Thursday, May 23, 2013

Thursday's Parsha Tidbits - Parshas Beha'aloscha

The following is a brief summary of thoughts said over by R' Frand on the parsha this evening. I have attempted to reproduce these vorts to the best of my ability. Any perceived inconsistency is the result of my efforts to transcribe the shiur and should not be attributed to R' Frand.

This week's parsha contains Hashem's command to Moshe to assemble the Sanhedrin. In these pesukim (Bamidbar 11:16-17), Hashem tells Moshe "Asfah Li" (take for me) these seventy men. Rashi explains that Hashem told Moshe that he will recognize these seventy men as they were previously chosen to be the policemen in Egypt. These men were set in charge of the Jews by the Egyptians and were tasked with assuring that the Jews met their quota. However, (unlike the kapos in the Holocaust) Rashi explains that these policemen were merciful to their fellow Jew and the policemen were made to absorb punishment when the Jews did not make their quota of bricks. Now, these men would receive their reward for being in pain when they were in Egypt.

Rabbi Frand asked - why is that these men received this form of reward? After all, a Judge is supposed to be more than just a supremely nice guy. No doubt, these men were merciful and brave, but how does that qualify them to be Judges in the Sanhedrin, the highest mortal court?

Rabbi Frand answered by quoting R' Moshe Shmuel Shapiro, who explained that we see from here that a person who takes on troubles for another, or who cries with and tries to understand another person's troubles, is rewarded with great wisdom and the ability to understand far more than the average person.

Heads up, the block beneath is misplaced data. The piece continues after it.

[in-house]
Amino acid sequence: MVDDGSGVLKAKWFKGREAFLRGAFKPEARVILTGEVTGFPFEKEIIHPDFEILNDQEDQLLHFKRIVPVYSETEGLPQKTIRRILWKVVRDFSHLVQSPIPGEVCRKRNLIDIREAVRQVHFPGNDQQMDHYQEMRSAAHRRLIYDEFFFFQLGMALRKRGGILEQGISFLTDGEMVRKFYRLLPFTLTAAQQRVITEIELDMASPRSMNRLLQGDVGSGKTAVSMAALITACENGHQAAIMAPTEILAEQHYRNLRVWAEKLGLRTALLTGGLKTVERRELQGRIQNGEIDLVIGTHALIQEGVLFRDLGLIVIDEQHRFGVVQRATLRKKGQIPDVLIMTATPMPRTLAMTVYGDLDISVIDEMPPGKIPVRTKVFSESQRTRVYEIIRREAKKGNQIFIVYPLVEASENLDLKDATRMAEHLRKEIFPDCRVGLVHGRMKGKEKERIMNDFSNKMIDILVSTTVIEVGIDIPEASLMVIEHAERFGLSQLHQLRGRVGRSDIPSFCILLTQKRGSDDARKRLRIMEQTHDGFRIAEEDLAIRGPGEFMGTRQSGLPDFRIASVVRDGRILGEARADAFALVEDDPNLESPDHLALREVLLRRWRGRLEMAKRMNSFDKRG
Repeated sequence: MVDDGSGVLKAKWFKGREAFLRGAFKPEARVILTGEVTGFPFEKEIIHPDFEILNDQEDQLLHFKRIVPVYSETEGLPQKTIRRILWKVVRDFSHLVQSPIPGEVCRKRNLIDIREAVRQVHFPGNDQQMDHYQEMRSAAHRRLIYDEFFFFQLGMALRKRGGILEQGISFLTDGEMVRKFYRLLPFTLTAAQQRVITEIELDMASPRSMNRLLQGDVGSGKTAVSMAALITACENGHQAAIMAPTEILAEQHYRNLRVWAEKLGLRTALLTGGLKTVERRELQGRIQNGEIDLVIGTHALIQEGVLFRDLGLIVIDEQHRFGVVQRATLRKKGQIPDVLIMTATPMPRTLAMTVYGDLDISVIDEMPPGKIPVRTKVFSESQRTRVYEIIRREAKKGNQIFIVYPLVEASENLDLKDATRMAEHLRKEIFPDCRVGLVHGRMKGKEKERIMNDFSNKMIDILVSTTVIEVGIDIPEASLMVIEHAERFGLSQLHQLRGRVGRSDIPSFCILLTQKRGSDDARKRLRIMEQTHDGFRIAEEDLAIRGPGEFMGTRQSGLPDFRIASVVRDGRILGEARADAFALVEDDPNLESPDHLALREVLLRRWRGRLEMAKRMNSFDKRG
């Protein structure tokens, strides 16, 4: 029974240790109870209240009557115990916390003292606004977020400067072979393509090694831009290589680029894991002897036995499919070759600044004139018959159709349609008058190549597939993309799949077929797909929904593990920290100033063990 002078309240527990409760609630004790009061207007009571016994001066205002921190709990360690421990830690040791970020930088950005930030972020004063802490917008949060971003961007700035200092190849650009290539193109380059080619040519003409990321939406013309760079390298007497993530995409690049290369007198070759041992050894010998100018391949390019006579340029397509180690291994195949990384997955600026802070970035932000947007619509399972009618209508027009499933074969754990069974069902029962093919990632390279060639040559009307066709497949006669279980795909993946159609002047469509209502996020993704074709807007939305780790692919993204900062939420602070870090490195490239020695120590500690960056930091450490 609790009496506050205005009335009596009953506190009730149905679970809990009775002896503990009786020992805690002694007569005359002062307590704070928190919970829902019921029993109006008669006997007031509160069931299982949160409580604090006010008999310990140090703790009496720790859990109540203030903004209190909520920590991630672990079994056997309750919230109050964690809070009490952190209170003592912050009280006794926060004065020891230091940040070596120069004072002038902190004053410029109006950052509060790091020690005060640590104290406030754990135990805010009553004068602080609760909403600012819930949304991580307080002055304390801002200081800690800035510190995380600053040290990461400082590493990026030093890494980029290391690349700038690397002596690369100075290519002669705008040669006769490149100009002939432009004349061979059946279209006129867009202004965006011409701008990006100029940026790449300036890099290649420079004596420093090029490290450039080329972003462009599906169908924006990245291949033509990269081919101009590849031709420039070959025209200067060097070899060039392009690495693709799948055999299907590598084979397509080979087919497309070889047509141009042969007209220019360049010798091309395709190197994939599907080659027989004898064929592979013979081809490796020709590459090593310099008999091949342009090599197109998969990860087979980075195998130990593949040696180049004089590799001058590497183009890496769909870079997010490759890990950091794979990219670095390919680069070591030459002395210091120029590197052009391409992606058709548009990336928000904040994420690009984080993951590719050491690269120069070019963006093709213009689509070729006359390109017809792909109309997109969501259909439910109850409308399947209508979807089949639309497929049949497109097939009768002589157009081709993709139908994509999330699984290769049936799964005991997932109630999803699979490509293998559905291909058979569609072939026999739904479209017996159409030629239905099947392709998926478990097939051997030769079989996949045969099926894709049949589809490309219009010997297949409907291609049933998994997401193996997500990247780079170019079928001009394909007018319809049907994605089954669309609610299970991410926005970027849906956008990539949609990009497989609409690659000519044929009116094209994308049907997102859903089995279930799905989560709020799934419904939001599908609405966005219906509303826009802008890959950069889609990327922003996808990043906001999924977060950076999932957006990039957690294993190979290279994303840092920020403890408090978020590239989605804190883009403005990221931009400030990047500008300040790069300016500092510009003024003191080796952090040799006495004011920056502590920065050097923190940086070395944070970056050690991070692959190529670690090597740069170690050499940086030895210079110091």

Rabbi Frand then tied this vort into a shiur said in the name of the Tolner Rebbi that R' Frand received via e-mail this afternoon. I will b'n try to summarize that vort in a post tomorrow, but I would like to add my own twist to R' Frand's answer.

Years ago, we had some family medical issues involving two different members of our family. At the time, I asked my shul Rav whether I should see a mikubal. My Rav told me - "don't go to a mikubal, go to a Rebbe. A Rebbe will sit with you and listen to you and cry with you and offer you advice and a beracha." 

I then went for the first time to New Square and met with the Rebbe. It was an unforgettable experience as the Rebbe had feet in both worlds and knew the questions to ask and made certain suggestions. I returned a few times later over the following years to speak with him about other matters and every time he had good advice and brachos. I was struck each time by how this saintly man had knowledge of the medical, professional, legal and business worlds as well as the world of Torah.

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